When getting my nose in a book
Cured most things short of school,
It was worth ruining my eyes
To know I could still keep cool.
Philip Larkin, “A Study of Reading Habits”
Perhaps the single most constant thread running through my life since I was a little boy is that I’ve always loved books and reading. When I was young, I was really into sports, and read sports biographies, mostly ghost written affairs about various New York Yankees and Buffalo Bills. I never liked school, and never did very well in it, either, but I still remember the books we read in class that I loved.
Later on, after essentially failing out of high school, I got fired from a series of high-fashion department stores, and spent my free time roaming the bookstores of Westheimer and reading fiction. I had absolutely no interest in school, but loved literature. Books were what mattered to me.
During this time it was my dream – like literally, all I wanted in this world – to get a job in a bookstore. That was my life’s ambition: to be around books at work. Alas, my suitability to work at Barnes & Noble or Borders was apparently in question, because none of these places would hire me. Which, looking back on it, seems like a good thing, because I doubt I’d be doing what I want the way I am now if I had, in fact, gotten what I wanted at 20. Nevertheless, it seems fitting, looking back on that 20 year old self, that I became a librarian. Books and reading are still pretty much right there at the top of the list of the few holy things there are to me in this world.
But here’s the strange thing: as anyone who’s ever applied to library school knows, just about the worst thing you can say in your statement of purpose is that you want to be a librarian because you love to read. Why? Because being a librarian, the story goes, has got very little to do with a love of books or reading at all. In fact, even saying that this is your reason indicates that you don’t understand the nature of the profession.
I want to tell you that I think this is very strange.
Perhaps all that’s meant by this claim is that you need to make it clear that you’re not trying to become a librarian because you want to read books all day. Fair enough. And, it’s certainly true, to be sure, that a love of reading has pretty much nothing to do with my job as an academic librarian: I teach students how to do research. Knowing some stuff about that, and maybe a little bit about education, is what got me a job. Liking books had very little directly to do with it.
But I can’t help but thinking … wait, doesn’t being a librarian, even of the academic variety, have something to do with loving books and reading? And … shouldn’t it, even?
There’s part of me – maybe it’s that 20 year old part of me that was literally saved by a love of reading – that has a strong feeling that facilitating a love of books and reading is a major part of being a librarian. I’ve even come to think that we’re maybe doing a disservice to our profession by universally dismissing as irrelevant the connection between librarianship and love of reading (I’m sure any public librarian can recognize the absurdity of this pretty quickly). Nevertheless, reader’s advisory – or the promotion of reading in general – is almost non-existent in academic libraries, and pretty much universally considered to be decidedly Not What We Do.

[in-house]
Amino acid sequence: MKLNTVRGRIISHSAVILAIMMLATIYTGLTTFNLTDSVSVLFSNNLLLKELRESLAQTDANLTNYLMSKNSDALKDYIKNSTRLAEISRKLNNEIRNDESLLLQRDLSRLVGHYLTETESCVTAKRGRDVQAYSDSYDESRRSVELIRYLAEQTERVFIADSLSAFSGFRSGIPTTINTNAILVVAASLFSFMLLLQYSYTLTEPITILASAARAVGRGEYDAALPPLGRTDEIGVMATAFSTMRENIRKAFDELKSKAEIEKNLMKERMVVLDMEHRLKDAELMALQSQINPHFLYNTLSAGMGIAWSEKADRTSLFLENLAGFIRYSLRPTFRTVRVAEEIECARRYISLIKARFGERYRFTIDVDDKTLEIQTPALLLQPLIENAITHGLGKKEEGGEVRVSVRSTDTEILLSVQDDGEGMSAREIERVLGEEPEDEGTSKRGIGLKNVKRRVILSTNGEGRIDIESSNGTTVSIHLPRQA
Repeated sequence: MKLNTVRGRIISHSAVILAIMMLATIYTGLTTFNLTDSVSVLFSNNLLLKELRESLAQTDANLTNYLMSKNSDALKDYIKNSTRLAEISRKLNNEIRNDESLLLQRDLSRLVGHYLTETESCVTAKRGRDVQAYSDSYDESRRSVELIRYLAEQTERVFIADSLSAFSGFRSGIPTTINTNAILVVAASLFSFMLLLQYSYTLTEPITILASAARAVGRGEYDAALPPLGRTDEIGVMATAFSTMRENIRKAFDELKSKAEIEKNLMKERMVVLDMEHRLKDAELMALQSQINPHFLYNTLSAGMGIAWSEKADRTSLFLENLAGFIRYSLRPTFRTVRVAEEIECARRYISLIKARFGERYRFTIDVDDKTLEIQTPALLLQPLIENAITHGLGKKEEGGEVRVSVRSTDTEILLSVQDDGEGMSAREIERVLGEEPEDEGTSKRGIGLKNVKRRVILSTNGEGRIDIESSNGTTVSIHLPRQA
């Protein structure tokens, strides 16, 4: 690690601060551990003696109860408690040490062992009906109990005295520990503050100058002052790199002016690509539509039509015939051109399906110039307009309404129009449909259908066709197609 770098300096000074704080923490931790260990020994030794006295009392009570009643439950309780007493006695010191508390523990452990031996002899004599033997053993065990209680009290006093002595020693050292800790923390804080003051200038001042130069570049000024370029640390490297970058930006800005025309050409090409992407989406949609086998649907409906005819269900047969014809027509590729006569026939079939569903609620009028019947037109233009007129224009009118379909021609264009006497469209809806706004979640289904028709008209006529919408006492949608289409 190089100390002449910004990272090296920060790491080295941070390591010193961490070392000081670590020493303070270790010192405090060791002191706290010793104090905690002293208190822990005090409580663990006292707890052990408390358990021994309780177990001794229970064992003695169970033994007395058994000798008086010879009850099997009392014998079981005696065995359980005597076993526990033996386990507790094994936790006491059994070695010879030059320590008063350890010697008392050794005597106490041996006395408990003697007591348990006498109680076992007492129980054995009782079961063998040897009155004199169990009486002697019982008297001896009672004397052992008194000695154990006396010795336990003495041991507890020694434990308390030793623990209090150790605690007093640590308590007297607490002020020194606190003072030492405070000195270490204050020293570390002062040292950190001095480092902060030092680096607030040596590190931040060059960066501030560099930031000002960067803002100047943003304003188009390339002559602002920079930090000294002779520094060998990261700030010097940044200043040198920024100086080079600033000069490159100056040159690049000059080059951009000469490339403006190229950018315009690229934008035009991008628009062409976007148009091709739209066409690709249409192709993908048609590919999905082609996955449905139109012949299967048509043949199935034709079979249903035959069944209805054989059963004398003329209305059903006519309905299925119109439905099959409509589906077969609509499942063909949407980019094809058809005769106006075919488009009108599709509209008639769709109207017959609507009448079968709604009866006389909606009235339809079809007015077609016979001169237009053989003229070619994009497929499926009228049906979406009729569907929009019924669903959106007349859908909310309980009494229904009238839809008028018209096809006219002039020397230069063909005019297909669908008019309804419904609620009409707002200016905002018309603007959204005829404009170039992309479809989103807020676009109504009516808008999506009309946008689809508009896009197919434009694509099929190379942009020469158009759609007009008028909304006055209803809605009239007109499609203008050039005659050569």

I was therefore delighted to come across this absolutely wonderful article by Pauline Dewan, challenging this orthodoxy. Her piece, published recently in Reference and User Services Quarterly, is called “Reading Matters in the Academic Library,” and it’s all about the importance of reading, and why we, as academic librarians, should learn from public librarians, and take it upon ourselves to do us some readers advisory. I very much admire Dewan’s article, both for her excellent research overview, and for her call for academic librarians to step up their game.
Dewan meticulously outlines the extensive psychological literature on the value of reading, from teaching empathy:
By imagining the hidden mental states of others and experiencing their emotions, we increase our understanding of the inner core and individuality of other people (312).
to providing a meaningful existential narrative to our lives:
Since stories order and unify, they provide prototypes of meaning for our lives. “We hunger for stories of all kinds … “because we are trying to figure out the plotand theme of our own story and are eager for hints.” Viewing our lives in terms of a narrative rather than as a series of random, unrelated events, gives us a sense of purpose and direction.We have the power to shape and alter our own narratives and create our own identities (312-313).
I’ve recently begun to delve a little bit into some of this literature, and it’s fascinating. And it’s certainly gotten me thinking:
Is reaching out to users to facilitate a love of reading something we ought to be doing? Should we actively be doing reader’s advisory?
Ms. Dani Brecher, in one of the most creative ideas I’ve come across in libraries, once had us, when we worked together at UNC, going out in the student union, Socratic style, with a NoveList app on our iPads, doing readers advisory by the seat of our pants. And it worked. I’m now thinking of initiating something like this more systematically at my university, and people seem to be on board.
But it seems to me, more generally, that a cultural shift toward the promotion of reading in academic libraries would be a good thing, and something we should be focused on. This might especially be the case for folks working in information literacy and undergraduate education, who, it seems to me, can make a strong case that doing so falls within the goals of their position.
What do people think?